Why Companies Should Onshore in Dickinson County

Friday, August 21, 2020

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Nearly two-thirds of United States manufacturing companies surveyed by Thomas report business disruptions due to the COVID-19 crisis. As a widespread issue impacting virtually all industries, onshoring is top of mind for business executives who have watched their supply chains be disrupted and product deliveries delayed over the past six months. For four decades, companies have offshored manufacturing operations overseas in order to save costs. COVID-19 has forced companies to ask, “At what cost?” If the cost is an inability to supply customers and fulfil contracts, it may not be worth it. Onshoring is the logical solution to reducing the risk of future disruptions and delays, at least in part. Though companies may not be looking to move their entire operations back to the states, opening U.S. manufacturing facilities as part of their global operations certainly is. In that scenario, Dickinson County certainly has a lot to offer, including a central location in the country’s heartland for manufacturing, agriculture and distribution companies moving raw materials and finished products throughout the country. 

In addition to companies onshoring directly, 28% of suppliers surveyed reported that they are seeking domestic sources. This will create expansion opportunities for current U.S. manufacturers. Dickinson County is uniquely positioned to support that growth and to be a home to growing companies, or those onshoring for the first time. 

Why Companies Should Onshore in Dickinson County 


Dickinson County is located in the country’s heartland, with a robust infrastructure, broadband, affordable real estate costs and a pro-business climate. Access to major metropolitan markets such as Denver, Omaha, Des Moines, Kansas City and Oklahoma City are all within a six-hour drive. This entrepreneurial hub is home to many locally grown businesses that span the manufacturing, agriculture, healthcare and service industries. As such, the county’s economy is strong and diverse, making Dickinson County one of the most affordable places to do business. The low cost of living combined with the business support provided by organizations like the Dickinson County Economic Development Corporation results in the area being one of the best places to start a business in the country.

Transportation Assets

Dickinson County businesses have immediate access to I-70 and are only 20 miles from I-35. In addition, the community has ample access to main railroad infrastructure and has two airports only 45-minutes away. This creates an ease of access that enables Dickinson County businesses to transport raw materials and finished products throughout the country and the world. As a state, Kansas offers excellent transportation and marketing advantages for businesses as well. The state has focused on building and maintaining this infrastructure, resulting in significant economic benefits compared to other regions.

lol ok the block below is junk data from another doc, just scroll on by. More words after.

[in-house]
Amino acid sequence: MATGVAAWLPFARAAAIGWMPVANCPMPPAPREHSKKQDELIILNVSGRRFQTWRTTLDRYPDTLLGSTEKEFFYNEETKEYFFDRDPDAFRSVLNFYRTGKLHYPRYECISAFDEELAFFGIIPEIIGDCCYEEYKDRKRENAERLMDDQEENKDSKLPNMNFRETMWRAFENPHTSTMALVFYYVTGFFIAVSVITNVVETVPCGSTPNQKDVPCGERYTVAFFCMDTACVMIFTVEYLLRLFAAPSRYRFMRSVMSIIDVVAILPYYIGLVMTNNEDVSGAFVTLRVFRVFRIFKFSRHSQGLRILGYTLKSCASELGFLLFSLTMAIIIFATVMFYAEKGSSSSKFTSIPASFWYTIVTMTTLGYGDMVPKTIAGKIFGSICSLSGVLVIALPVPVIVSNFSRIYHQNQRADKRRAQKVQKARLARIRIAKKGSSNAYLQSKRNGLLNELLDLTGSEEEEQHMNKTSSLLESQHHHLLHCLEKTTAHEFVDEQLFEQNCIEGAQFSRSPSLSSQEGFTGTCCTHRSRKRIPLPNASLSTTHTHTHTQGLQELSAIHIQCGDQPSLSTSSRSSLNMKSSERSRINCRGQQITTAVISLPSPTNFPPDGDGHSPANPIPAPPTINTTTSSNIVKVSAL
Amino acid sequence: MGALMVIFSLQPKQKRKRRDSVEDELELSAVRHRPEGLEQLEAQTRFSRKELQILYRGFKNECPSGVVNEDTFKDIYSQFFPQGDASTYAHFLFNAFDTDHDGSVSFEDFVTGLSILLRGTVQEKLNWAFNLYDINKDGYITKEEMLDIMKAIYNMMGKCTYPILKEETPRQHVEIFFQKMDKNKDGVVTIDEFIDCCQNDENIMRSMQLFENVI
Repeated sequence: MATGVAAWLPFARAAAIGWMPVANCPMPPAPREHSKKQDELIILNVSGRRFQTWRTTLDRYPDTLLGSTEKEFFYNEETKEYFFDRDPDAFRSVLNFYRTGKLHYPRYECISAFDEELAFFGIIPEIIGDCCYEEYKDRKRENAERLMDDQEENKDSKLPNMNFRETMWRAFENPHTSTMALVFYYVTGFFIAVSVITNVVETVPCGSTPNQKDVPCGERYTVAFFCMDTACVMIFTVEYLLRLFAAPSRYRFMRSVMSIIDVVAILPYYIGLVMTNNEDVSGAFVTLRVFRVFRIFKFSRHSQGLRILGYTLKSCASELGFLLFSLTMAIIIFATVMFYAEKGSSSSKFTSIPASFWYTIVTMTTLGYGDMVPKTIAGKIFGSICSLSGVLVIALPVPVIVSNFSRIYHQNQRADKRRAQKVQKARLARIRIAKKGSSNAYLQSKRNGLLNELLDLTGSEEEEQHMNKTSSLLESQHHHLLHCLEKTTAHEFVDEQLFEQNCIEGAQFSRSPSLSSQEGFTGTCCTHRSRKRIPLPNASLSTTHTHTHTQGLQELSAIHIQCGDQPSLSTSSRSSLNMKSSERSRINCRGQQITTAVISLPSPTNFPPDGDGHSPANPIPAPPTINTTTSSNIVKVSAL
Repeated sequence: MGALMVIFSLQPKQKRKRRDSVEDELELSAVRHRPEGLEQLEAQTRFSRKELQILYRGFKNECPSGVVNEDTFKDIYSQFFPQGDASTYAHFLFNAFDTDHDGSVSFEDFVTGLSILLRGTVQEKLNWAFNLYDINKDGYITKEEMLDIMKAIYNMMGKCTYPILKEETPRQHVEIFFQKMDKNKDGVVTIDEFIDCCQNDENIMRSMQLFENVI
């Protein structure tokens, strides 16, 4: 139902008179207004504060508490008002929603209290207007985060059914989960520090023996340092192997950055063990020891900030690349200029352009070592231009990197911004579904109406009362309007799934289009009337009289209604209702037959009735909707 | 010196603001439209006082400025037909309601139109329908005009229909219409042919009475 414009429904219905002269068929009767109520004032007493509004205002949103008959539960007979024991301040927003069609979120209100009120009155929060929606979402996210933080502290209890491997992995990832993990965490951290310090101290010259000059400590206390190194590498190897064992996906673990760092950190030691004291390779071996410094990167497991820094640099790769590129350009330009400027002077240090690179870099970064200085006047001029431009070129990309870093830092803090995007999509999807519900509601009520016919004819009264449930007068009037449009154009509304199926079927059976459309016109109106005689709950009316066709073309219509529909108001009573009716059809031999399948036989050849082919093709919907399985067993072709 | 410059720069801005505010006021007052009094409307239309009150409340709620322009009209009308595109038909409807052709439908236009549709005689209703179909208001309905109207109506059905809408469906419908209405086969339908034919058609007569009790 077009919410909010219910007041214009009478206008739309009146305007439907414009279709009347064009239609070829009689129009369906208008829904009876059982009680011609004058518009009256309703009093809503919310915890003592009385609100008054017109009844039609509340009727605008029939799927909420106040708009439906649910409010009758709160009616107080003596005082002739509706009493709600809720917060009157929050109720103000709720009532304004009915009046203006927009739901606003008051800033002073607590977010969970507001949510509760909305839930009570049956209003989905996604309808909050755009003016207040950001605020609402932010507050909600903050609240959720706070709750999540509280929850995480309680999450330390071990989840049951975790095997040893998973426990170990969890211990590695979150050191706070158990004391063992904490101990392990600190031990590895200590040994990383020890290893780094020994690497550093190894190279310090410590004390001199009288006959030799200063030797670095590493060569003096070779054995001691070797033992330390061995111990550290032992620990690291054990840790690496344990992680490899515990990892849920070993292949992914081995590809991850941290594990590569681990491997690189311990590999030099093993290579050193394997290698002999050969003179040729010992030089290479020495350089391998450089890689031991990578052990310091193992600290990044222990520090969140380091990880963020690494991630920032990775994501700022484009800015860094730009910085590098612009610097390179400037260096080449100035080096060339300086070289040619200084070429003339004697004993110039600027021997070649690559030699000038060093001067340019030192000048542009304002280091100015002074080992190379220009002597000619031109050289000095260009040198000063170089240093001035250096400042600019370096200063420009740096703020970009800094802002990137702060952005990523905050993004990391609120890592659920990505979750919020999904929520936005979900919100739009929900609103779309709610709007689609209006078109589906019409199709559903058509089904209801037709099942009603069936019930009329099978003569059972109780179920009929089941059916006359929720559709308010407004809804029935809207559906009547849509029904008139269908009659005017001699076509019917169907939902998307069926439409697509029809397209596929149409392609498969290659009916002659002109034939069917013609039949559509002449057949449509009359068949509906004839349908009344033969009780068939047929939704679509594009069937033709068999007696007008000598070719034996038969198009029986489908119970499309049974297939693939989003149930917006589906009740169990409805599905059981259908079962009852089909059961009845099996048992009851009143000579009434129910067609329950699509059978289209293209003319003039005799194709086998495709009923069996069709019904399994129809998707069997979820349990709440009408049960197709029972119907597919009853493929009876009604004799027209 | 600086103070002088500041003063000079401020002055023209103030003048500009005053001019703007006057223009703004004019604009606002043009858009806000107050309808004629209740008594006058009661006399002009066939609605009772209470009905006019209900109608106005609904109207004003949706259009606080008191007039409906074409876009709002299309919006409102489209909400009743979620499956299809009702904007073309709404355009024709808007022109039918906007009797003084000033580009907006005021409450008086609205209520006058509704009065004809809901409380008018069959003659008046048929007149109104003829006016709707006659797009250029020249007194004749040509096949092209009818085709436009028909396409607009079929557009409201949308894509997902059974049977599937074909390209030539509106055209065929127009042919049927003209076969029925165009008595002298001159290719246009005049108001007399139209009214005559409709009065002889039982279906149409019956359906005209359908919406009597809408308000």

Available Commercial Sites

Dickinson County has many available commercial properties and buildings ready for prospective business owners. For example, a 127-acre commercial property is currently available along I-70 in Solomon, Kansas, which is ten miles west of Abilene. The land is literally 100 feet south from the off ramp at exit #265. Water, sewer and electric infrastructure is run to the south edge of the property. And a 20,000 square-foot commercial building  is currently available to the north of the I-70 and State Highway 15 intersection. The one-story, former furniture retail store was built in 2004, has had only one tenant and is located in an Incentive Zone.


Dickinson County has a large workforce pool that is skilled, loyal and dedicated. And the presence of several workforce training programs keep those workers at the forefront of technological requirements. Dickinson County is dedicated to helping local employers by providing access to workforce resources and by leveraging partnerships with entities such as Kansas State University, Kansas Works and the Department of Commerce. In addition, Dickinson County is within two hours of three major research universities, creating opportunities for attracting talent and partnering with universities on research or key initiatives.

Reasons to Onshore Now

COVID-19 has demonstrated the scope and scale of the impact a global pandemic can make, but it’s not the only disaster that can disrupt supply chains. Environmental factors are another one. The world has suffered an increase in severe hurricanes, earthquakes, fires, etc. - all things that are unpredictable and cannot be controlled. Unfortunately, many of the same countries where U.S. companies have manufacturing operations have been hardest hit by these disasters and their infrastructure is not secure enough to withstand them. For example, the 2001 earthquake and tsunami in Japan and floods in Thailand had crippling effects on the electronics and automotive manufacturing sectors. Put simply - the global supply chain is fragile. Businesses who want to protect themselves must onshore at least part of their operations to protect their interests.

We Can Help

The process of finding a site, obtaining permits, constructing a facility, hiring and training a workforce may seem daunting. We understand and we are here to help. If onshoring is part of your business protection strategy, we can provide assistance throughout the entire process. Contact the Dickinson County Economic Development Corporation to learn more.

Resources and Further Reading 



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